Natural Habitat Expeditions CEO Olaf Malver (above, center) takes in a close encounter with a polar bear in Churchill, Manitoba.

Natural Habitat Expeditions CEO Olaf Malver (above, center) takes in a close encounter with a polar bear in Churchill, Manitoba.

Last week, I breathed straight into the huge face of a 12-foot-tall polar bear in the wild. Its eyes were small and docile, but below its slightly curled black upper lips were a couple of three-inch white shiny incisors, able to rip a ringed seal apart in a flash!

Fortunately, I was standing on the back platform of a Polar Rover in Churchill, Manitoba – protected by a thick steel floor and rail – but to be so close to this King of the Arctic was absolutely exhilarating. Its head was deliberately wagging, its breath steaming out of its mouth and it totally ignored the shutter noises coming from the cameras of us humans. Finally, it gracefully got down on all fours and lumbered away. It had more important business to deal with; it needed to get ready for the first ice to form on the southern shores of Hudson Bay. Then, with 900 other bears of this southern population of Ursus Maritimus they could begin hunting their traditional prey, the ringed seal.

This encounter put in perspective my many great expeditions to the polar regions as an Natural Habitat Expeditions Guide – always looking nervously for the bear, having the gun ready on the kayak deck in Greenland (to scare, not to kill), meticulously putting polar bear alarms up around beach camps in Spitsbergen. And yet, I’ve only seen a bear a few times, off in the distance. In contrast, Churchill was truly Polar Bear Central Station!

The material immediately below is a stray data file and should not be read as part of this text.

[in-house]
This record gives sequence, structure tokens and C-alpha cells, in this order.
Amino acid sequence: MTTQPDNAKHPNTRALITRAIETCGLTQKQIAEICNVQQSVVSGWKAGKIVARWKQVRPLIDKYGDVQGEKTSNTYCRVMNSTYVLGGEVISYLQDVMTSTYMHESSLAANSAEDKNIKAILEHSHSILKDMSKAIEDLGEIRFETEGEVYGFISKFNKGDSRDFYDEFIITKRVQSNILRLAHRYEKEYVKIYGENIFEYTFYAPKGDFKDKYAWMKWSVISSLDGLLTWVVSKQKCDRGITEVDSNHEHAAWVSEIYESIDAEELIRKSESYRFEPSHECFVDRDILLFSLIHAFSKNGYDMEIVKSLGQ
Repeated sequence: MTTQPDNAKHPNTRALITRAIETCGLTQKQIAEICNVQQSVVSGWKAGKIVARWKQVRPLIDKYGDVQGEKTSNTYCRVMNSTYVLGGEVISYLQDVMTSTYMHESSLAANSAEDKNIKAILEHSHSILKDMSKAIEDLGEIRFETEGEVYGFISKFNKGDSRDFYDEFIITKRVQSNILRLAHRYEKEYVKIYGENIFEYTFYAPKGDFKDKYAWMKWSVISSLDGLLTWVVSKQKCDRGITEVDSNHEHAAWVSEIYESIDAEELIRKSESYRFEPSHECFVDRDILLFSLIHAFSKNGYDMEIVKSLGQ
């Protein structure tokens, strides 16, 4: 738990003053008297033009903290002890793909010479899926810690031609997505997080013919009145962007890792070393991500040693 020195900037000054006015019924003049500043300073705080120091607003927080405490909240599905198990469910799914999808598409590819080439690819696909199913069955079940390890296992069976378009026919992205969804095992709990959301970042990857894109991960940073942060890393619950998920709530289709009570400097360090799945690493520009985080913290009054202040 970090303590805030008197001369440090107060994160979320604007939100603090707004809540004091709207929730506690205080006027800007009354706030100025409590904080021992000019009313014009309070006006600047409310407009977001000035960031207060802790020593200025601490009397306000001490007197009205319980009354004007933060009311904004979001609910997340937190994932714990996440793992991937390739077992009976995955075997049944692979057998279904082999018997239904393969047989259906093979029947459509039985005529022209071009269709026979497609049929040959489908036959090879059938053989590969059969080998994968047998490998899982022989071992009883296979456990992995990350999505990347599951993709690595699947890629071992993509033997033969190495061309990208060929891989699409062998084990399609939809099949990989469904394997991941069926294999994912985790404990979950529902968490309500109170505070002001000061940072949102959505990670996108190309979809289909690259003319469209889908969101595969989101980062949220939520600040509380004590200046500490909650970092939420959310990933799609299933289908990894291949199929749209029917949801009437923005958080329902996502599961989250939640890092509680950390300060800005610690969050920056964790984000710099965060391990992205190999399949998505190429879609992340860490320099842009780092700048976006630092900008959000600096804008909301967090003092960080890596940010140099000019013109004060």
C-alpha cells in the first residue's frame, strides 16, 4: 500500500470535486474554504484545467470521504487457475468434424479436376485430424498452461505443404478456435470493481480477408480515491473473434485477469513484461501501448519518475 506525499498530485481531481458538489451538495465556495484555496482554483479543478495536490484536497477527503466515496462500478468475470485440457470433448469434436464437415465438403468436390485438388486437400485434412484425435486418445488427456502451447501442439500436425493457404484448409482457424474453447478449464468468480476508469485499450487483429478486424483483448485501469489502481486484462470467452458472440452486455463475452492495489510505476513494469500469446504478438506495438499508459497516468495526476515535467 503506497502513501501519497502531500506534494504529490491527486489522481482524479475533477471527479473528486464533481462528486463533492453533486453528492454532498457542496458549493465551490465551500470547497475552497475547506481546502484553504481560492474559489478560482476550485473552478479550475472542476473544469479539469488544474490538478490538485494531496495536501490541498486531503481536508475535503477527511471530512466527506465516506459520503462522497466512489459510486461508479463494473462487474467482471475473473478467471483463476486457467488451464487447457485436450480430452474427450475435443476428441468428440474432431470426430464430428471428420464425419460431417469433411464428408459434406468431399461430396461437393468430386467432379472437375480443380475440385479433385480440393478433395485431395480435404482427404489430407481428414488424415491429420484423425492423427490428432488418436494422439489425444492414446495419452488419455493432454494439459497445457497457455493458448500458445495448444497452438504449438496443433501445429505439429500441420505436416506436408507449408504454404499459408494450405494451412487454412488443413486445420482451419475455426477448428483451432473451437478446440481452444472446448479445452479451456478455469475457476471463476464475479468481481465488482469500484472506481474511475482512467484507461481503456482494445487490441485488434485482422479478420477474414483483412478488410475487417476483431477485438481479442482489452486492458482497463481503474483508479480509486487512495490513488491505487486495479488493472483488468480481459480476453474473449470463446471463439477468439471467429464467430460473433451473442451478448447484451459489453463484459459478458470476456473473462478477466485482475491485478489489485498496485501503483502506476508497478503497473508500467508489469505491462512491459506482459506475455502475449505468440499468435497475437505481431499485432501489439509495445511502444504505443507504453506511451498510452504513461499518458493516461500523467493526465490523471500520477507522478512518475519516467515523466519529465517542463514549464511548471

Although it was great to meet The King in such a safe manner – seeing him from five feet off the ground in a bear mobile – I personally get antsy if I don’t touch mother earth and can’t move around. That is why at Natural Habitat Expeditions we don’t shy away from getting out there and possibly encountering a bear on the ground while taking proper safety precautions…Some people call it being “one with nature,” but I call it alertness and exhilaration, a feeling that makes us realize how vulnerable we can be in the face of raw nature.

This past summer, our kayakers on the Seal River in Manitoba saw a polar bear from the distance. In 2008 we had several polar bear sightings in Spitsbergen. And in 2010 we expect to see many bears on our new kayaking expeditions to the Forbidden Coast in East Greenland. I invite you to get out there with us and feel that Bear Power!

Yours truly,
Olaf Malver
Chief Exploratory Officer